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Unformatted text preview: International Macroeconomics 1 Stephanie SchmittGroh e 2 Mart n Uribe 3 This draft: Spring 2009 1 The seeds for this manuscript were lecture notes taken by Alberto Ramos in a course on International Finance that Mike Woodford taught at the University of Chicago in the Winter of 1994. 2 Columbia University. Email: stephanie.schmittgrohe@columbia.edu. 3 Columbia University. Email: martin.uribe@columbia.edu. Chapter 2 A Theory of Current Account Determination In this chapter, we build a model of an open economy, that is, of an economy that trades in goods and financial assets with the rest of the world. We then use that model to study the determinants of the trade balance and the current account. In particular, we study the response of consumption, the trade balance, and the current account to a variety of economic shocks, such as changes in income and the world interest rate. We pay special attention to how those responses depend on whether the shocks are of a permanent or temporary nature. 2.1 A TwoPeriod Economy Consider an economy in which people live for two periods, 1 and 2, and are endowed with Q 1 units of goods in period 1 and Q 2 units in period 2. Goods are assumed to be perishable in the sense that they cannot be stored from one period to the next. In addition, households are assumed to be endowed with B * units of a bond. In period 1, these bond holdings generate interest income in the amount of r B * , where r denotes the interest rate on bonds held between periods 0 and 1. In period 1, the households income is given by the sum of interest on its bond holdings and its endowment of goods, r B * + Q 1 . The household can allocate its income to two alternative uses: purchases of consumption goods, which we denote by C 1 , and purchases of bonds, B * 1 B * , where B * 1 denotes bond holdings at the end of period 1. Thus, in period 1 the household faces the following budget constraint: C 1 + B * 1 B * = r B * + Q 1 . (2.1) 21 22 S. SchmittGroh e and M. Uribe Similarly, in period 2 the representative household faces a constraint stating that consumption expenditure plus bond purchases must equal income: C 2 + B * 2 B * 1 = r 1 B * 1 + Q 2 , (2.2) where C 2 denotes consumption in period 2, r 1 denotes the interest rate on assets held between periods 1 and 2, and B * 2 denotes bond holdings at the end of period 2. As explained in chapter 1, by the noPonzigame constraint households are not allowed to leave any debt at the end of period 2, that is, B * 2 must be greater than or equal to zero. Also, because the world is assumed to last for only 2 periods, agents will choose not to hold any positive amount assets at the end of period 2, as they will not be around in period 3 to spend those savings in consumption. Thus, asset holdings at the end of period 2 must be exactly equal to 0: B * 2 = 0 . (2.3) Combining the budget constraints (2.1) and (2.2) and the terminal condition (2.3) to eliminate B * 1 and B * 2 , gives rise to the following lifetime budget...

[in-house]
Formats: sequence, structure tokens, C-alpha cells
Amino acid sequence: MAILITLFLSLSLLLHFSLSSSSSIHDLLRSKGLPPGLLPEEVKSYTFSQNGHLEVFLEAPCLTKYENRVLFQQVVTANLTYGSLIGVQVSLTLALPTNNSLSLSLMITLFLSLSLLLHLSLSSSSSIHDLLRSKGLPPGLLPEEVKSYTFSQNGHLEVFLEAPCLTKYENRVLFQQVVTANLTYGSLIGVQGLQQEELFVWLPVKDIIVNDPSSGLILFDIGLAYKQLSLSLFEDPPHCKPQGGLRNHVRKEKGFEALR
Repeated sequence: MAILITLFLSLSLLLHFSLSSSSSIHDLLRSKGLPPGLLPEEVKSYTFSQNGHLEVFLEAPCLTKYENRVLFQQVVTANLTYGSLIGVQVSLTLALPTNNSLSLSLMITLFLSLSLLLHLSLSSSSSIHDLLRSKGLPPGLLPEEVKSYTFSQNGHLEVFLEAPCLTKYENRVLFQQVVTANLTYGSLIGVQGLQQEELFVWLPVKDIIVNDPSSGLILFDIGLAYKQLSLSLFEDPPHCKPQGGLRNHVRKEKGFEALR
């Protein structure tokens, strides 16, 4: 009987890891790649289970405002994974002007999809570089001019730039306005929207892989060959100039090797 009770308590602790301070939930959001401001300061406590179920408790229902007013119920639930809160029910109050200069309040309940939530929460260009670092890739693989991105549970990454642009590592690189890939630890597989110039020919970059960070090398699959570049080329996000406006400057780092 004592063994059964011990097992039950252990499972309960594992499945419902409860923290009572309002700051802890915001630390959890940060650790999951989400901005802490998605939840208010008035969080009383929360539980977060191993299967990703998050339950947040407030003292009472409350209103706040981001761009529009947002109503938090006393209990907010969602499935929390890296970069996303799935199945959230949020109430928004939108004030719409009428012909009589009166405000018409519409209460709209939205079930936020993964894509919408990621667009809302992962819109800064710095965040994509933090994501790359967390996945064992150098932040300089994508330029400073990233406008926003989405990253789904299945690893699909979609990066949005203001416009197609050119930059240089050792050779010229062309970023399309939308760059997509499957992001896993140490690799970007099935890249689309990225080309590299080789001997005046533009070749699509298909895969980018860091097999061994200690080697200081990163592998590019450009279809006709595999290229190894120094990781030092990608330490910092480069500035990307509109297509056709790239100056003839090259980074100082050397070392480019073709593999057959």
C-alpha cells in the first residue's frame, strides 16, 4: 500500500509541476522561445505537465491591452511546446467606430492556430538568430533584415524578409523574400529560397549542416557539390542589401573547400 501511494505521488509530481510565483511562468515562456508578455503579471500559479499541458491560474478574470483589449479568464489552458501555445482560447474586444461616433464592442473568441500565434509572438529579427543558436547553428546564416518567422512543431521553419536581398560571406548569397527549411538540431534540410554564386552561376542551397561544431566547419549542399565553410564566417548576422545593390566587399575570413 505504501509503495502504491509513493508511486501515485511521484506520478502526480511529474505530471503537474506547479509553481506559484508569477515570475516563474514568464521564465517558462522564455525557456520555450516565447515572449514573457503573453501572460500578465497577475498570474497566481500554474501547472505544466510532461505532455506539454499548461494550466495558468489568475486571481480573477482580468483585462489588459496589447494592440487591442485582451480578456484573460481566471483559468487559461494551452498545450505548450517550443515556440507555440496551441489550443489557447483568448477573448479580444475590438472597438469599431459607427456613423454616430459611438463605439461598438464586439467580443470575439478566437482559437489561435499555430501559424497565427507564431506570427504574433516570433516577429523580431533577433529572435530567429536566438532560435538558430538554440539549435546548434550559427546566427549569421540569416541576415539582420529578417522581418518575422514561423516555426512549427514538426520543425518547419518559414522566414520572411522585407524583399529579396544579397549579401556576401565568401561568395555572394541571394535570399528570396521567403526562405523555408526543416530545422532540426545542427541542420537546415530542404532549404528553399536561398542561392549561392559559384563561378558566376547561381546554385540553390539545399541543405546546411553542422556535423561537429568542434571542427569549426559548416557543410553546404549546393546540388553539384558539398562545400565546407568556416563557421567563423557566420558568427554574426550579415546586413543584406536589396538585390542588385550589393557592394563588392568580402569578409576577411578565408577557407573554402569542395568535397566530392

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This note was uploaded on 05/06/2010 for the course ECON Econ 365 taught by Professor Hnatkovska during the Spring '09 term at The University of British Columbia.
 Spring '09
 Hnatkovska
 Macroeconomics

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